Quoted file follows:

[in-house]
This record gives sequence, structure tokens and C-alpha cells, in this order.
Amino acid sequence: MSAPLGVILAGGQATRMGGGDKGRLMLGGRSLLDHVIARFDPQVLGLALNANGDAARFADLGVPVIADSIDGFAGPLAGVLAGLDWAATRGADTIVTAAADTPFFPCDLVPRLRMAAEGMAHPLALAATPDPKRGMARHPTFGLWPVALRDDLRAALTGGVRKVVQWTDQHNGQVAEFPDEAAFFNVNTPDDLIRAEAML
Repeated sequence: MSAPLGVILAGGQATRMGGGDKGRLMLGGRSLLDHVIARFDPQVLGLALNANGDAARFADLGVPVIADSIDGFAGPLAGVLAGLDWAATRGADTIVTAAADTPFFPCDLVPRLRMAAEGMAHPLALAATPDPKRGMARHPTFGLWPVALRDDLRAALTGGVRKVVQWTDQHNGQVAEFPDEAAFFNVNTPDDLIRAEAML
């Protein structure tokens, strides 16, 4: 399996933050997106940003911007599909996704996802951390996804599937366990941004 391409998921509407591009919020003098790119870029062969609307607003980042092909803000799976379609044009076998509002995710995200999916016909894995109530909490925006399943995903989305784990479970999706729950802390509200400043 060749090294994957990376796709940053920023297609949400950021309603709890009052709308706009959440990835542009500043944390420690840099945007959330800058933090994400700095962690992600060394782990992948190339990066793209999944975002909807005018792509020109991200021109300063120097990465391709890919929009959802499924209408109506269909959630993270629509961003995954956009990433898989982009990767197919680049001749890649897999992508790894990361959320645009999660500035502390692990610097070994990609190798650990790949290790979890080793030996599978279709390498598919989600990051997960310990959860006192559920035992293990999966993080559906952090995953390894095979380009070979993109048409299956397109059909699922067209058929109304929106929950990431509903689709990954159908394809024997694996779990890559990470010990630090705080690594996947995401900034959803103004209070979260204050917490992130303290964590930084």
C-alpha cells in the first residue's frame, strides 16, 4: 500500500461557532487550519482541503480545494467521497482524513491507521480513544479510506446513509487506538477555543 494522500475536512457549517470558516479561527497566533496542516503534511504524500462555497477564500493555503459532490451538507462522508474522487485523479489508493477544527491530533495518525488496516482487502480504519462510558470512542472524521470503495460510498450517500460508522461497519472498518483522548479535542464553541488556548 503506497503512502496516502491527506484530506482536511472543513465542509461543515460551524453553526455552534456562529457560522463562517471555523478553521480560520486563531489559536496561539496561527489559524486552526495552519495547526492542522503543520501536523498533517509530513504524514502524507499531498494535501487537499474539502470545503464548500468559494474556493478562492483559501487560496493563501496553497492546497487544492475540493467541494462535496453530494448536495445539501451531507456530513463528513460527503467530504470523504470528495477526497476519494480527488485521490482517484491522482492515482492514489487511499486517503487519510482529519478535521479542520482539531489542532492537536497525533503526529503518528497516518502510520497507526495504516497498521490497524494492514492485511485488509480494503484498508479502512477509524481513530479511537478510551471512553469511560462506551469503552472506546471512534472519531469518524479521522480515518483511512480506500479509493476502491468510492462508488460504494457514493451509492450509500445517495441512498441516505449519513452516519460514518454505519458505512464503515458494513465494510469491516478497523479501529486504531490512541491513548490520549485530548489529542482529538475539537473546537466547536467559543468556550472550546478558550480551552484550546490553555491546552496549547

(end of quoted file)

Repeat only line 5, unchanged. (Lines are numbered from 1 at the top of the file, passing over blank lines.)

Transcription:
């Protein structure tokens, strides 16, 4: 399996933050997106940003911007599909996704996802951390996804599937366990941004 391409998921509407591009919020003098790119870029062969609307607003980042092909803000799976379609044009076998509002995710995200999916016909894995109530909490925006399943995903989305784990479970999706729950802390509200400043 060749090294994957990376796709940053920023297609949400950021309603709890009052709308706009959440990835542009500043944390420690840099945007959330800058933090994400700095962690992600060394782990992948190339990066793209999944975002909807005018792509020109991200021109300063120097990465391709890919929009959802499924209408109506269909959630993270629509961003995954956009990433898989982009990767197919680049001749890649897999992508790894990361959320645009999660500035502390692990610097070994990609190798650990790949290790979890080793030996599978279709390498598919989600990051997960310990959860006192559920035992293990999966993080559906952090995953390894095979380009070979993109048409299956397109059909699922067209058929109304929106929950990431509903689709990954159908394809024997694996779990890559990470010990630090705080690594996947995401900034959803103004209070979260204050917490992130303290964590930084």